More X Prize Publicity... Space.com confirms that the X Prize now has the full $10 M purse.

"'The $10 million is in place,' said Peter Diamandis, Chairman and Founder of the X Prize in St. Louis, Missouri. That money is secure and available to January 1, 2005 he announced today at the World Space Congress."

An article at CNN also gives a generally positive report on the X Prize project, Armadillo Aerospace and the other entrants: Armadillo, Romanians join private space race - CNN.com - Oct.16.02. Great to see the X Prize starting to get some attention. I expect that as test flights begin, the publicity will quickly grow. Proabably soon, bookies in Las Vegas will start taking bets on the competitors.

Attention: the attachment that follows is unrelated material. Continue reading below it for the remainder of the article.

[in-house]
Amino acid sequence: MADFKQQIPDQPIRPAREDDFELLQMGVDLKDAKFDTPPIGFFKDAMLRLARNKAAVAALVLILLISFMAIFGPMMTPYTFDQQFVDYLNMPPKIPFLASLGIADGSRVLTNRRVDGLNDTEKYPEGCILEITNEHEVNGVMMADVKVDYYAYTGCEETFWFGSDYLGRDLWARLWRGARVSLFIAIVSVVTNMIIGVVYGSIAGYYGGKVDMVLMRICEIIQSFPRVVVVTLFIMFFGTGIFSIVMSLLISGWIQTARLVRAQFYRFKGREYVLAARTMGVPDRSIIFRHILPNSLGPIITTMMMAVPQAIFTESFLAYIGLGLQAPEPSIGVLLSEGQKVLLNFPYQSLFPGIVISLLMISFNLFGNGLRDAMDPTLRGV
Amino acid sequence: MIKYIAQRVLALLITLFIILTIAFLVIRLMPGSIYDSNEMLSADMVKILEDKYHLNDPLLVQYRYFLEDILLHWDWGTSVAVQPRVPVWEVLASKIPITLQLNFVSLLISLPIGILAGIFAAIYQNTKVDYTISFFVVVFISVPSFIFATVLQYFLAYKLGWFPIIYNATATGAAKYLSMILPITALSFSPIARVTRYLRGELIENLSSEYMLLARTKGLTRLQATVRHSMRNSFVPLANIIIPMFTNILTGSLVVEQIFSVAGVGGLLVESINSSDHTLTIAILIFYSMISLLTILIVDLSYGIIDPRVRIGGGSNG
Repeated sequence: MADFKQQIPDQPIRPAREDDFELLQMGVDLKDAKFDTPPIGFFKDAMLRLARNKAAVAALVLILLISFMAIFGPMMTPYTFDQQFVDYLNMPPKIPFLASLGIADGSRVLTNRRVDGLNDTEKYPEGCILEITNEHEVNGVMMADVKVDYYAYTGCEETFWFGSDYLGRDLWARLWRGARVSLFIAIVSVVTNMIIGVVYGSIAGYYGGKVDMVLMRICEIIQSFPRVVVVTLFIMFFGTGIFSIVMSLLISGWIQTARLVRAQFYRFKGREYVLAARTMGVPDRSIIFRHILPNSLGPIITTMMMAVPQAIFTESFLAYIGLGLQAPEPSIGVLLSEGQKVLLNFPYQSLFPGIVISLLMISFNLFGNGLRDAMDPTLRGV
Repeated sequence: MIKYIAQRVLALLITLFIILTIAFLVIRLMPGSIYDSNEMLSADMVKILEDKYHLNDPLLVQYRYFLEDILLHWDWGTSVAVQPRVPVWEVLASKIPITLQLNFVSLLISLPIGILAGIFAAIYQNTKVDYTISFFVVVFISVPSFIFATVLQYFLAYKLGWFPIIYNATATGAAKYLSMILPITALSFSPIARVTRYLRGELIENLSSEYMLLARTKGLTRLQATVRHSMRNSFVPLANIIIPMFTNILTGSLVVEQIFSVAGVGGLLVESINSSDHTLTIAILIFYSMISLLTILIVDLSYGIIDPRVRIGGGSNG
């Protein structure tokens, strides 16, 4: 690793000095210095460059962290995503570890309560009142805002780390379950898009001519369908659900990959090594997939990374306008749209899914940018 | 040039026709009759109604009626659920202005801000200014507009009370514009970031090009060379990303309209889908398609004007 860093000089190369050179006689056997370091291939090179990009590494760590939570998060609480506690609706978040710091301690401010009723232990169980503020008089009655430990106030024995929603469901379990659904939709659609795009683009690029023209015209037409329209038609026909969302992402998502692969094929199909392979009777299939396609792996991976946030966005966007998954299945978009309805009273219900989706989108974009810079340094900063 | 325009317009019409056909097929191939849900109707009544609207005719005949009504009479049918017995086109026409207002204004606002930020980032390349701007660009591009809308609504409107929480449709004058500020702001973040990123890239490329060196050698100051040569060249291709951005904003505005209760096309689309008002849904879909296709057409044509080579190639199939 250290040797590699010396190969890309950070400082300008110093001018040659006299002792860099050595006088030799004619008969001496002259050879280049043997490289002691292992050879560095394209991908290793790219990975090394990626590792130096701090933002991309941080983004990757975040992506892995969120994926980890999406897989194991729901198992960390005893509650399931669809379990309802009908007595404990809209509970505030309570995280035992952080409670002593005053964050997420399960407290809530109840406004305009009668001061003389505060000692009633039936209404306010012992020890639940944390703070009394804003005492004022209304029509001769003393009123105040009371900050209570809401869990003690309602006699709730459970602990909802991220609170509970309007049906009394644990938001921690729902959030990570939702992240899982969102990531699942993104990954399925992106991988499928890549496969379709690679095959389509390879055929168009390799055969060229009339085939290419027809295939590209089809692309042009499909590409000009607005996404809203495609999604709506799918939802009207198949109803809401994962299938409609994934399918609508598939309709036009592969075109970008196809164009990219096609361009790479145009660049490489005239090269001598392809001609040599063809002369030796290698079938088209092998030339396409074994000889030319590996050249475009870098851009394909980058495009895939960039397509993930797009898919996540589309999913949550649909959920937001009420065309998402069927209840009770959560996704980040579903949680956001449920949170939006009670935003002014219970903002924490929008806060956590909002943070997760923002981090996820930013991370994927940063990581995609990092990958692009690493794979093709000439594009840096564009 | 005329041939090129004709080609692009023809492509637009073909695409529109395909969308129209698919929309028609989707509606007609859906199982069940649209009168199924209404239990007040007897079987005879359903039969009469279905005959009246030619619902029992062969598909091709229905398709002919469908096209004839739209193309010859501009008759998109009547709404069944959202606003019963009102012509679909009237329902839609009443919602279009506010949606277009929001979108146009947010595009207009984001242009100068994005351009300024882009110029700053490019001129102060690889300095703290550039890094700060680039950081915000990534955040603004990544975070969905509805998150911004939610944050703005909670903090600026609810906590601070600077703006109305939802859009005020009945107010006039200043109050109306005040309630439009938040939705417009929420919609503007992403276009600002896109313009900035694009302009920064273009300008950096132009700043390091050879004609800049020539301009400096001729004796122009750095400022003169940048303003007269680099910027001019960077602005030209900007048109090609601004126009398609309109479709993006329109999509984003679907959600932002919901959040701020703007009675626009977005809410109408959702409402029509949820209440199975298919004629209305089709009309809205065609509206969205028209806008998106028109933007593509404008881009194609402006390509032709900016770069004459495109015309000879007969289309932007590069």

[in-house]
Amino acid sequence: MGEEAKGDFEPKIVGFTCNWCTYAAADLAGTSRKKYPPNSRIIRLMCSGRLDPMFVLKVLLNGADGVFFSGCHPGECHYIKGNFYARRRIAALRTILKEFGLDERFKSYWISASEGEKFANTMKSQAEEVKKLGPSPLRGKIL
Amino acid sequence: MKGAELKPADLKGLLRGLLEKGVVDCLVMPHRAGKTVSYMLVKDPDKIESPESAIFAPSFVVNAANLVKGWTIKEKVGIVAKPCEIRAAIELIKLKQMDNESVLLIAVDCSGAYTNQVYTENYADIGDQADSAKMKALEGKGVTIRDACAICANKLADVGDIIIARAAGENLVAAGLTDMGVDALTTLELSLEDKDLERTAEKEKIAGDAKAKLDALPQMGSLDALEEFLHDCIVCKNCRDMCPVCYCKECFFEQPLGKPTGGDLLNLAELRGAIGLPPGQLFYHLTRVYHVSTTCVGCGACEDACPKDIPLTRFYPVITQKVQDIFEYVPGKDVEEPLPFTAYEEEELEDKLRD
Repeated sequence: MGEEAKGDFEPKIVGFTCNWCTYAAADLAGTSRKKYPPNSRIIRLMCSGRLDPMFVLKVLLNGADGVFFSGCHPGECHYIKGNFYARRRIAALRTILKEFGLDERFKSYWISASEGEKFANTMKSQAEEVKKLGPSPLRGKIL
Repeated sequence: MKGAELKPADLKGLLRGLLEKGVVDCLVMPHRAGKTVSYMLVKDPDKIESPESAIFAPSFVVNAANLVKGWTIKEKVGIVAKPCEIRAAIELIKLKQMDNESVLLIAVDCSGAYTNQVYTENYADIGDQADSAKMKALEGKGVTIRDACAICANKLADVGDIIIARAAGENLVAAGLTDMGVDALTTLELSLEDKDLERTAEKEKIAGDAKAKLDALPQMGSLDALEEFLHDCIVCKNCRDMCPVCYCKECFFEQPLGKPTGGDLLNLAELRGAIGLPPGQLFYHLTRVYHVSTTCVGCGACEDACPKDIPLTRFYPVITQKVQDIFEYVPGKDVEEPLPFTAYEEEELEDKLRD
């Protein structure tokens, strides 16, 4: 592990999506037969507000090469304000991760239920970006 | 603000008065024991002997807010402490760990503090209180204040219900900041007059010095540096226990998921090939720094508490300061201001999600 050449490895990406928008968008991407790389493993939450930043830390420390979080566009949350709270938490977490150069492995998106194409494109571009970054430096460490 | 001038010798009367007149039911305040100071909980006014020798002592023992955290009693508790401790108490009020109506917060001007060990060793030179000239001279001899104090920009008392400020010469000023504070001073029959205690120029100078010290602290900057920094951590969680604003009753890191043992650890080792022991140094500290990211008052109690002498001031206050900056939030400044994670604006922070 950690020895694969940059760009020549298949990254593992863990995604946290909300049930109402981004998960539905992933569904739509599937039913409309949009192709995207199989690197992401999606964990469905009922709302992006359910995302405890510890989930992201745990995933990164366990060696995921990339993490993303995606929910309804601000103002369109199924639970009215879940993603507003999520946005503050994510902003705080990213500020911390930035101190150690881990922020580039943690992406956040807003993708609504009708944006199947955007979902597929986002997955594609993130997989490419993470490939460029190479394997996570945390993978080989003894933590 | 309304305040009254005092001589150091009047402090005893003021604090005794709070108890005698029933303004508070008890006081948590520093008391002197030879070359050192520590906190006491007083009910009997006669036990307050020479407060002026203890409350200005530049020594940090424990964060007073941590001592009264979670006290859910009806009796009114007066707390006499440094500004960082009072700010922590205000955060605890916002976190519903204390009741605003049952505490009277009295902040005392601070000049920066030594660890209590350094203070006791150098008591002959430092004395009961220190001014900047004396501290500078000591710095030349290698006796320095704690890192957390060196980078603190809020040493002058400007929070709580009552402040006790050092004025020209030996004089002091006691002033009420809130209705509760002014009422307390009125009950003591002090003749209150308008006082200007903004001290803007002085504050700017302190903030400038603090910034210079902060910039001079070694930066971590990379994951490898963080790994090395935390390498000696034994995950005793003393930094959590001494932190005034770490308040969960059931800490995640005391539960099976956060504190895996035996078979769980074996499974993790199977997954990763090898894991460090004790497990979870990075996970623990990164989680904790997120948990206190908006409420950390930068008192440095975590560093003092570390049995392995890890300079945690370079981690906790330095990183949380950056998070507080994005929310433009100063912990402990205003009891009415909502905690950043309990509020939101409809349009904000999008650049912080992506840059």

Sounds like the Jan.1, 2005 date has become the de facto deadline since the sponsors will withdraw their money then. Since several teams have indicated they will begin test flights in 2003, looks like there is a fighting chance of making the 2005 deadline.

Singing the Reusable Anthem... Rand Simberg gives a good rendition of why RLVs trump ELVs in his Fox News column: Throwing Away Our Future - FOXNews.com - Oct.17.02.

News brief... Houston Chronicle offers a short article on John Carmack's "violent game creations" and rockets: Game creator taking a shot at space race - HoustonChronicle - Oct.17.02

October 16, 2002

SLIming Down? ... Space.com reports that the "chatter" going around the World Space Congress this week in Houston says that the SLI will undergo radical restructuring and reduction in scale. Much of the money intended for SLI will go to the ISS, a crew rescue vehicle, and shuttle upgrades.